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"The Production Gardens serve a different purpose than the Kitchen."


The Production Gardens will be commercially focused, larger in overall field size (roughly four acres), and more production/efficiency oriented than the Kitchen Gardens.


The Production Gardens are also the first “blank slate” field in which entrepreneurs can plan crop­based enterprises. Their proximity to the farm hub and their manageable scale make them a great place for the initial trials. The final plan for these areas will be somewhat dependent on who is managing each respective enterprise.

Annual Vegetable Yields


These vegetables can be sold via the PEG brand alongside eggs, and other animal products that the farm is beginning to produce, and/or they could be sold directly from a farm stand on­ site or farmers markets on the island.

"These vegetables can be sold via

the PEG brand  "


Depending on the scale of  vegetable production it’s possible to supply year ­round vegetables to the pop ­up restaurants or catering that might be offered for events in the early phases of PEG. 

"In future versions of PEG, this produce can integrate into the education center and restaurant business models."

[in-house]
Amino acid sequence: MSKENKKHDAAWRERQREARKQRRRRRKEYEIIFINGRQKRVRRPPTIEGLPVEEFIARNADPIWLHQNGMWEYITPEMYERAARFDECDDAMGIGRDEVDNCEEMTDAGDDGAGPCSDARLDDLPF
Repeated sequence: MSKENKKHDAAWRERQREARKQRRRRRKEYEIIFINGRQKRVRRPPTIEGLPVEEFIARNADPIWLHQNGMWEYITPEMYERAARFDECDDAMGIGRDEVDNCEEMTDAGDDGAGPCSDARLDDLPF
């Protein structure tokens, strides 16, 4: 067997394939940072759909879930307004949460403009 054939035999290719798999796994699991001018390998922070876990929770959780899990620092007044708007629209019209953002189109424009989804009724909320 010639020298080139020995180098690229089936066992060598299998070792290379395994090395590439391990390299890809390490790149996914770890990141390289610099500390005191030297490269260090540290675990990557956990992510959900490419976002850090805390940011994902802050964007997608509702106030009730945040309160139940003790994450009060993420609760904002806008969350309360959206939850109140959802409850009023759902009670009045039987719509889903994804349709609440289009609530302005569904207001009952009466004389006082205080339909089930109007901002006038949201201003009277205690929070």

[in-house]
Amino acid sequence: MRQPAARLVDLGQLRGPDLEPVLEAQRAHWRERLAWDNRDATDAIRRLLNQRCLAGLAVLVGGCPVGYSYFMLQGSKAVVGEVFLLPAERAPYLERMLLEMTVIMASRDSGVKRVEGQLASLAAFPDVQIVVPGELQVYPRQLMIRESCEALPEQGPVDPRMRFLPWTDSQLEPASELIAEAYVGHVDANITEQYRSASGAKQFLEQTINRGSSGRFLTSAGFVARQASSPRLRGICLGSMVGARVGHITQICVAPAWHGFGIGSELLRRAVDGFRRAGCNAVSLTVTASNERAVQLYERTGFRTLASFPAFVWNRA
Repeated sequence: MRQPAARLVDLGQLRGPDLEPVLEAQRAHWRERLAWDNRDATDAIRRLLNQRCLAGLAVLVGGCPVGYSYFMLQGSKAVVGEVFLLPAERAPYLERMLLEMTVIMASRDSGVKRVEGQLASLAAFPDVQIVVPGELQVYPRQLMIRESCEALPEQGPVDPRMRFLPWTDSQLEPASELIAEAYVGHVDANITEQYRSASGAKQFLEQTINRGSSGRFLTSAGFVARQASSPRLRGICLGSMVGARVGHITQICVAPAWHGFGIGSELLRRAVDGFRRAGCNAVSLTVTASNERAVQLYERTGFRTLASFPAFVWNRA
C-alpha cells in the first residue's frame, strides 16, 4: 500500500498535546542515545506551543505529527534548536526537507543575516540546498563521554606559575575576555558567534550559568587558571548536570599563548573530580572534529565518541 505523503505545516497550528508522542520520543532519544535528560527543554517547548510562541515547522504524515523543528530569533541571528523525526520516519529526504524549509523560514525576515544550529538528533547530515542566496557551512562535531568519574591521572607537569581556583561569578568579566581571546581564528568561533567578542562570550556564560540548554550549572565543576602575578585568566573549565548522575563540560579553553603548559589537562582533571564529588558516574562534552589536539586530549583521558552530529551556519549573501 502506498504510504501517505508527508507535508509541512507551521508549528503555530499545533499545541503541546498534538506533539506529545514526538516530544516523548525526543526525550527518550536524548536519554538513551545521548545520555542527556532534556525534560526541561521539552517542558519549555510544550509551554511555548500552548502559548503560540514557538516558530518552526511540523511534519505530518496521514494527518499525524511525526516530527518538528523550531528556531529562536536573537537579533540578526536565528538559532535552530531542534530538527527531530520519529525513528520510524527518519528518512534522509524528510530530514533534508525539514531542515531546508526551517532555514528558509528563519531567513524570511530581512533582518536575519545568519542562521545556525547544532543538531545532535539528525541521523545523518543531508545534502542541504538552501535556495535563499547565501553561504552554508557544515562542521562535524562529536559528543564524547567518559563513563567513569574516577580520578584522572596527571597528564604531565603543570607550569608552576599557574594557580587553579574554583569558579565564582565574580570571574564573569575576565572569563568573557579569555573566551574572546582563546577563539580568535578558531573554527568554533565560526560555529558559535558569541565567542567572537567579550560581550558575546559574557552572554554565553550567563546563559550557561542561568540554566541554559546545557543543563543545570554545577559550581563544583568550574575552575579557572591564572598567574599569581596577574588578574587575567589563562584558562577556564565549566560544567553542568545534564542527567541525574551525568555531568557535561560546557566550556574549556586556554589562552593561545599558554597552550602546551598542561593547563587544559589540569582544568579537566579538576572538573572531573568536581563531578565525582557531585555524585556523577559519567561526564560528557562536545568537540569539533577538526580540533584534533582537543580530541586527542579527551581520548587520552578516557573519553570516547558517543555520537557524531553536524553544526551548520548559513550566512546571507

Vegetable Residue

After vegetables are harvested certain plants leave behind excess vegetable matter like cabbage roots and pepper plants.

"These scraps are called residue. This valuable waste can be used as mulch, added to the compost production, or fed to animals like chickens and pigs. "

Field Crops Yields

Abundant staple crops supply

Depending on the scale of vegetable production it’s possible to supply year­round vegetables to the pop­up restaurants or catering that might be offered for events in the early phases of PEG. 

"In future versions of PEG, this produce can integrate into the education center and restaurant business models."

Cut Flowers

Cut Flowers

"Production of cut flowers adds another stream of revenue for the farmer."

These flowers can be sold wholesale to a local florist, displayed in PEG’s spaces, or could be sold as a value ­added product in a bouquet either at the farm stand or as an inclusionary cost for weddings and other events at PEG.